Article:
First Trip Abroad
What if you're hoping to hike, bike, or camp abroad, but don't necessarily want to be part of an organized tour? First, Truszkowski says:
-- Contact the National Tourism Office for the destinations you have in mind. You should receive a wealth of brochures, timetables, and maps, along with lists of accommodation rentals, attractions, and local festivals and events. Because these offices maintain hotel lists—often including every licensed hotel in the area divided into price categories—the savings can be considerable.
-- Use national airlines. It can slash the cost of both international and domestic travel. What's more, these airlines provide some cultural nuances along with the flight, offering you an early taste of the culture you'll soon be a part of.
While pulling all of these details together can seem overwhelming at first, country-specific guidebooks and tourist offices can fill you in on many of the camping and hiking facilities available, as well as on equipment rental. Once again, as long as you put on your Sherlock Holmes hat well ahead of time, you should be able to plan the perfect family trek.
Truszkowski offers several strategies for active families vacationing abroad:
Very often it is easier to hire or even buy a bicycle locally. Unless you are booking an organized bike package, however, child seats, helmets, and panniers, including front bags and supports, are the few things best ordered from a bike specialist at home. In the developing world, these are not only less likely to be available, but equipment in the shops may be of poor quality. Buying gear locally could risk your entire family's safety.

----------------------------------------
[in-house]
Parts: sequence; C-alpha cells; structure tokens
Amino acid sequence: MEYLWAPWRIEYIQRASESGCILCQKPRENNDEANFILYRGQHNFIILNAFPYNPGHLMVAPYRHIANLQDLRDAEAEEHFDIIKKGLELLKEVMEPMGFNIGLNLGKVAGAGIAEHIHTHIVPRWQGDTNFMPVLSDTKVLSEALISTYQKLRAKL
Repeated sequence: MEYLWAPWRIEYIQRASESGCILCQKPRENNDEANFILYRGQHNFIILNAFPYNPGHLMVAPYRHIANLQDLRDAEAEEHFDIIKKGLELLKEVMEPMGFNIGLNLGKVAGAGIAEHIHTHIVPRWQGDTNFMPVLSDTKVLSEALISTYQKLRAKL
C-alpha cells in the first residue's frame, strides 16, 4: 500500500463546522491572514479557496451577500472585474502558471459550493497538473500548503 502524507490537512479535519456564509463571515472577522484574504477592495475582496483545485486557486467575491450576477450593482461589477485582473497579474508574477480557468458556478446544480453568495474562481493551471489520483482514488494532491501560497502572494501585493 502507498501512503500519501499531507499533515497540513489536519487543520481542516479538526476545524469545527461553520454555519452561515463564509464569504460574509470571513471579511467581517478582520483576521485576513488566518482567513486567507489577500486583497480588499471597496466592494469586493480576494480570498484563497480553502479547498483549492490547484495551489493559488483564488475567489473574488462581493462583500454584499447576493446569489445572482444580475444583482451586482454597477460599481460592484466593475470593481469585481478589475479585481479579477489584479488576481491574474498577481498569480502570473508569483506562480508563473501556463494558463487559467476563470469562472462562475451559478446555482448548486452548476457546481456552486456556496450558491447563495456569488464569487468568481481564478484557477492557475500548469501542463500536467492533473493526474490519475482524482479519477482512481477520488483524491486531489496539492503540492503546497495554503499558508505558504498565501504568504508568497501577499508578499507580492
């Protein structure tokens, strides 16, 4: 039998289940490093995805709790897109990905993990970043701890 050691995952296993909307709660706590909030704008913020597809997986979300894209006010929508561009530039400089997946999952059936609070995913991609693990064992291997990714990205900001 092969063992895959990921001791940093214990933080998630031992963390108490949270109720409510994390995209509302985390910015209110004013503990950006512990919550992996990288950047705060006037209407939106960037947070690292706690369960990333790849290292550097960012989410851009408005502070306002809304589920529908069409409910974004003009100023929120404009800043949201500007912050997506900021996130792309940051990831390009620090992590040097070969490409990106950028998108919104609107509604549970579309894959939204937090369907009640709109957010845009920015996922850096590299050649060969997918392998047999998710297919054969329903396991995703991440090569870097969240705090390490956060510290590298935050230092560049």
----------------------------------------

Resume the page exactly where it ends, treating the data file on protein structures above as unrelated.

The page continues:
Often, it is not essential to carry camping equipment with you. Along many popular routes you're likely to find strategically placed huts, inns, and lodges where you can rest up and eat. You may never have considered an organized campsite, but bear in mind that what they may lack in privacy and even aesthetics, they certainly make up for in social interaction. Nowhere is it easier for your kids to meet playmates. Sites where luxury tents come ready-pitched and fully equipped for use save you hauling your home on your back.
Using an experienced local guide, especially if you are trekking, has distinct advantages. These guys know their area in detail and can also provide up-to-date equipment.
Flying with bulky equipment should not cost extra as long as you remain within the appointed baggage allowance (the standard baggage allowance for an economy fare is around 20 kilograms). If you are determined to go it alone with all your equipment, it's good to know that in some areas of the world you can hire porters or support vehicles to carry your packs and even your children. Find out more from the national tourist office for that country (see the Tourism Directory).
Article copyright © Alice Cary.
Details mentioned in this article were accurate at the time of publication